As a parent know how to identify and cope with child abuse?
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As a parent know how to identify and cope with child abuse?

Many instances of child abuse often go unnoticed and unreported.

As a parent know how to identify and cope with child abuse?

Child abuse has been a long-standing issue in our society. As the form of our society has changed over the years, the potential and form of child abuse have also changed. The rapid urbanisation, breaking up of joint families and internet revolution have thrown up new challenges when it comes to protecting a child from potential abuse.

When a child goes through abuse, it is often the case that the victim does not confide his or her trauma with anyone. This can happen for a variety of reasons. Whatever the case may be, this is a challenging situation for a parent. As a parent, there are some signs which should not be ignored and if caught on time can help parents recognise if their child is distressed.

Shipra Lamba, a psychologist from Delhi, says, "There are few signs by which we can detect whether the child is distressed by past trauma. Firstly, they will stop talking and start hiding things, which will make them anxious. They will find excuses for not going to the place where they are being abused, and suddenly they will become quiet. The child may feel responsible for the trauma and even get suicidal thoughts. One more symptom of child abuse could be abnormal handwashing, and having nightmares. These children may have a greater chance of developing issues such as anxiety disorders, depression, phobias, and OCD. Other changes are changes in their sleeping pattern, eating pattern, behaviour at school and at home, avoidance to play with other children, scared to be alone,  tantrums, anger outbursts, crying outbursts, shyness, avoidance, feelings of guilt, feeling responsible for the incidence, confusion, repeated health issues such as (stomach problems, fever, body pain), anxious thoughts which could lay the foundation of certain psychological disorders such as anxiety disorders, phobias, and depression."

Talking about the parent's role, she says, "Parents must not hurry and pressurize the child for talking, but they should make the child feel more safe, secure and comfortable and make them trust you. It is very important to listen carefully and have an empathetic outlook to win their trust. Spend as much time as you can with the child and make them feel like it's comfortable to talk. Mistreating or criticising them will leave a negative impression on them and it can  lead to more deep trauma for them."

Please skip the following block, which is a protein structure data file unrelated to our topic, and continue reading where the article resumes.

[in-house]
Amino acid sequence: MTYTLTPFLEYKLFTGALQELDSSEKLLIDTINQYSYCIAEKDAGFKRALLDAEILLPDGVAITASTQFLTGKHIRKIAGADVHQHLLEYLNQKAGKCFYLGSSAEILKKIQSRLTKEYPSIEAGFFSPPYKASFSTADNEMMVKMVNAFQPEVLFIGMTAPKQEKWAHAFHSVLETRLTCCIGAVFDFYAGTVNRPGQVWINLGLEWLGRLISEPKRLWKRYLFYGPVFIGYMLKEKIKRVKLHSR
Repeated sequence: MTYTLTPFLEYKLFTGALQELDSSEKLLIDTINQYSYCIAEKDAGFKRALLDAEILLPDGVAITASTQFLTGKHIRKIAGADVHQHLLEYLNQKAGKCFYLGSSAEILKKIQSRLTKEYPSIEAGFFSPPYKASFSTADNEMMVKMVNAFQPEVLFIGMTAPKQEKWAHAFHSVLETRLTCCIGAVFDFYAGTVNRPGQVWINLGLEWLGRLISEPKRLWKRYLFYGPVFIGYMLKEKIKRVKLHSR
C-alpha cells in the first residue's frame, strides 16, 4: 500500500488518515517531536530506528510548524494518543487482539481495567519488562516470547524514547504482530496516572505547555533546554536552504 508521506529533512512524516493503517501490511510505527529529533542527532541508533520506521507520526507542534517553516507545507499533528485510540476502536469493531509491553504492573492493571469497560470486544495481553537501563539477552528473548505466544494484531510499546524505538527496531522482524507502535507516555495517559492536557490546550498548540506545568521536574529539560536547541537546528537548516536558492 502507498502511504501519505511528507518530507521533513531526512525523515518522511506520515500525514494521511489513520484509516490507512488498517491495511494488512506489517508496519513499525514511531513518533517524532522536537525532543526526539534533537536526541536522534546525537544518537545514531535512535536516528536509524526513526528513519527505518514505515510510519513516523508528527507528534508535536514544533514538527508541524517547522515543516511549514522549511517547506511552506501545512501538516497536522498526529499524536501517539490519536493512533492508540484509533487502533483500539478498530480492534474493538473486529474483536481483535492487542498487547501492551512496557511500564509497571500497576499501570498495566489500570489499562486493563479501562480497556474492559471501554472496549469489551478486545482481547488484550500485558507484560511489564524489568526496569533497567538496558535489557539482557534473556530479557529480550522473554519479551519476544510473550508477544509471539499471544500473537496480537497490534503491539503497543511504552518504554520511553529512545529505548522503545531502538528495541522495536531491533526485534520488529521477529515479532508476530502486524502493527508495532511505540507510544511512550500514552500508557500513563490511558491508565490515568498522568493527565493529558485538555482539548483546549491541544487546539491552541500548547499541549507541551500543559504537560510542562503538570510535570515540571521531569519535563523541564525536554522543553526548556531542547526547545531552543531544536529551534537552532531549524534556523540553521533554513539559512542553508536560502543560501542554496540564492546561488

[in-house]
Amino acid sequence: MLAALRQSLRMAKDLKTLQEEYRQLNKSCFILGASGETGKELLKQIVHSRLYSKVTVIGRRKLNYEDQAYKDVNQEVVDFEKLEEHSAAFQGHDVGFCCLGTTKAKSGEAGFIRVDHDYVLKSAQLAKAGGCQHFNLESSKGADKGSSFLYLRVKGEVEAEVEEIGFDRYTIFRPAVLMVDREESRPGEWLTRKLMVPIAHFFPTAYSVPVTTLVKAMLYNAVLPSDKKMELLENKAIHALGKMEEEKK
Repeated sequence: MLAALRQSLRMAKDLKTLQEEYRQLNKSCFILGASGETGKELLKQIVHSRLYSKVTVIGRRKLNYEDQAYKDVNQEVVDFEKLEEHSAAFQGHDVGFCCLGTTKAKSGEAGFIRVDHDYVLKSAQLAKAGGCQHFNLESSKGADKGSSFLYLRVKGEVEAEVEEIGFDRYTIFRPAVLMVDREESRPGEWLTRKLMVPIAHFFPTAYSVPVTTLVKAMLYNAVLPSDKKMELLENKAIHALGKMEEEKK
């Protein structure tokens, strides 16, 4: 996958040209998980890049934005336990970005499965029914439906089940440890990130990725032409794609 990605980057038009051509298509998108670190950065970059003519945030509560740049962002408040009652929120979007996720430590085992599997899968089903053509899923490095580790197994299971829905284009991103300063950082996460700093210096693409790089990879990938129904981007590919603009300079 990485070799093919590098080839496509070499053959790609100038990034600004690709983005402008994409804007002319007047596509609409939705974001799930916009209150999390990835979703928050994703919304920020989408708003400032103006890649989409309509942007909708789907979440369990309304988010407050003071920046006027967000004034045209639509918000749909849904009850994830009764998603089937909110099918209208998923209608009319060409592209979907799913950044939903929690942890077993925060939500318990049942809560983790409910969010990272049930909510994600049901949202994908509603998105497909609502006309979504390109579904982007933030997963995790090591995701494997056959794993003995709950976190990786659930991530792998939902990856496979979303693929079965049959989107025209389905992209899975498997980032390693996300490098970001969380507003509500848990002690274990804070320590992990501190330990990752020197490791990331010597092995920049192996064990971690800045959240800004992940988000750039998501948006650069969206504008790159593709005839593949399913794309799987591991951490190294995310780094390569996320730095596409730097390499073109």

Also read | Childhood fears: Not scaring works perfect for children

By any means, if we are causing maltreatment to someone who is under  18 years of age, that is child abuse. A child can face abuse from a parent, other family members, relatives and other caregivers, including sports coaches,  teachers, and so on.  Many instances of child abuse often go unnoticed and unreported. The World Health Organisation categorises child abuse into 4 types.

  • physical
  • sexual
  • emotional
  • neglect.

Physical Abuse

When a child has been hurt or injured willingly, and not by any accident, then we can call it physical abuse. Physical abuse does not necessarily leave marks on the child's body.

Physical abuse can include:

  • hitting
  • shaking
  • choking
  • smothering
  • throwing
  • burning
  • biting
  • poisoning
  • using physical restraints.

Sexual Abuse

Involving a child in any kind of sexual act is sexual abuse. Be it an inappropriate touch or making a child see any kind of pornographic image, all of this falls under sexual abuse. 

Type of sexual abuse

  • assault by rape or oral sex
  • getting a child to watch such acts and touching inappropriately.
  • talking about dirty jokes.

Emotional Abuse

When a the emotions of a child are either suppressed or manipulated, it is emotional abuse. 

Type of emotional abuse

  • rejection
  • teasing or bullying
  • yelling
  • criticism
  • isolation or locking a child up for extended periods
  • exposure to domestic and family violence can lead to post-traumatic  stress disorder


Neglect happens when a child's basic needs such as food, housing, and health care are not met, affecting their health and development. It hurts the child from within and can hamper their mental health and overall development. 

This story is a replug on International Day of Innocent Children Victims of Aggression